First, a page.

Of the autographs offering specialist Marco Tomaschett noted, “signed books performed surprisingly well: an Albert Schweitzer inscribed book realized three times the high estimate at $2,250; two uncommon books signed by Antoine de Saint-Exupéry both exceeded their high estimates at $3,250 and $1,820, respectively; and most surprising was an uncommon pamphlet signed and inscribed by Ezra Pound which realized six times the high estimate at $7,500!”

Americana also proved to be popular among autograph buyers. Highlights included partly-printed documents, signed by George Washington as President and counter-signed by Thomas Jefferson as Secretary of State, granting permission to a ship in 1894 in three languages ($22,500); Abraham Lincoln as President with the 1863 issue ordering New York to furnish 2,050 troops under the Enrollment Act of March 3, 1863 ($18,750); and John Hancock as President of the Continental Congress issuing an uncommon privateer commission during the Revolutionary War ($9,375); as well as an autograph letter signed by Alexander Hamilton as Secretary of the Treasury helping the Bank of the United States to quell the panic of 1792 ($11,875).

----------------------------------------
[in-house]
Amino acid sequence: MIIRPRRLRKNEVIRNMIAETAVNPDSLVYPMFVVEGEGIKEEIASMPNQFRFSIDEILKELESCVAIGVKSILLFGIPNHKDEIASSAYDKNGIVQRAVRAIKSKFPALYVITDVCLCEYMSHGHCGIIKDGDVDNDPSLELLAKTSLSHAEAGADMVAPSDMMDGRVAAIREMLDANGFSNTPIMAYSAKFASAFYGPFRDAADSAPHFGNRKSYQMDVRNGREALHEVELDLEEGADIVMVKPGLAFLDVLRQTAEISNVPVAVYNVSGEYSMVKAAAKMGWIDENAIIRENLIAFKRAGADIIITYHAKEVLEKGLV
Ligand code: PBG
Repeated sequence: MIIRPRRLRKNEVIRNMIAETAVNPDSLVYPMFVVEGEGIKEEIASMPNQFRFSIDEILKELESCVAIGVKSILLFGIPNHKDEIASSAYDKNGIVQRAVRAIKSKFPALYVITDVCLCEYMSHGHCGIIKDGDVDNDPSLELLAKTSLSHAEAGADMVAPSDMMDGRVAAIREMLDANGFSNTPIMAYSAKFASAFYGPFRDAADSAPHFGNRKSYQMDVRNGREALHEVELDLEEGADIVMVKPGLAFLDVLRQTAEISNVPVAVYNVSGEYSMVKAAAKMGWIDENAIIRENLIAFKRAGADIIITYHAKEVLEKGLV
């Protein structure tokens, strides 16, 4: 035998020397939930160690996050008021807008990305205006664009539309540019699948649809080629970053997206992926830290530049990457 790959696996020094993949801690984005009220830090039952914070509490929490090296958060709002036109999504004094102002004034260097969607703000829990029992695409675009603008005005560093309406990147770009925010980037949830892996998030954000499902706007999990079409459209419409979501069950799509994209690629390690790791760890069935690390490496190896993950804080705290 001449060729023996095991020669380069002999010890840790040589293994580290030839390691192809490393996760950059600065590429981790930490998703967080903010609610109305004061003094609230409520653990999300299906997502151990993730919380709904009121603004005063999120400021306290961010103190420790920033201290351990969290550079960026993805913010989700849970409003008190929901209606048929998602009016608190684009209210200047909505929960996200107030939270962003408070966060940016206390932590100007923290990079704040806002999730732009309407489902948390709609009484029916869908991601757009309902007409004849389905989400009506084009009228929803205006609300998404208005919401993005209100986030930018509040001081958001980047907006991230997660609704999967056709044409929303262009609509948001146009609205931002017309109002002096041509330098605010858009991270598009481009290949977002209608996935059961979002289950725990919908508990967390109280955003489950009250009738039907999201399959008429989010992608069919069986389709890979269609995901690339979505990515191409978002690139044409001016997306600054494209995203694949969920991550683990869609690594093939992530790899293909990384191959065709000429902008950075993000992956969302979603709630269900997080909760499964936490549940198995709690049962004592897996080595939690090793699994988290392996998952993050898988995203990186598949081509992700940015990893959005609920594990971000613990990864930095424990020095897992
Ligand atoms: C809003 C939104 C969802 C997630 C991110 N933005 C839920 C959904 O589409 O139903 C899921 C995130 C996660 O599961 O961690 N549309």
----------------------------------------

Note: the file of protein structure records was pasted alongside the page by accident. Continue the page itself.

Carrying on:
Illustrated works included a signed deluxe limited edition of Alexander Calder’s Calder’s Circus, New York, 1964 ($6,240); a first edition of Aubrey Beardsley’s The Lysistrata of Aristophanes, London 1896 ($5,000); Maurice Utrillo’s La Rue Norvins à Montmartre, Paris, 1952, published for the 25th Anniversary of the Societe Francaise d’Assurance pour Favoriser le Credit ($3,120); Auguste H. Thomas’s Formes et Couleurs, a 1921 album of 20 brilliantly colored plates ($1,235); and a limited edition copy of Omar Khavyám’s Rubáiyát of Omar Khayyám: A Personal Selection from the Five Editions of Edward FitzGerald, London, 1980, printed by the Curwen Press and signed by the editor ($1,062).

The house is currently accepting quality consignments for the spring 2021 season. For the house’s most up-to-date auction schedule please visit

Additional highlights can be found here.

Courtesy of Doyle

Audubon's The Birds of America from drawings made in the United States and their Territories. Estimate: $10,000-15,000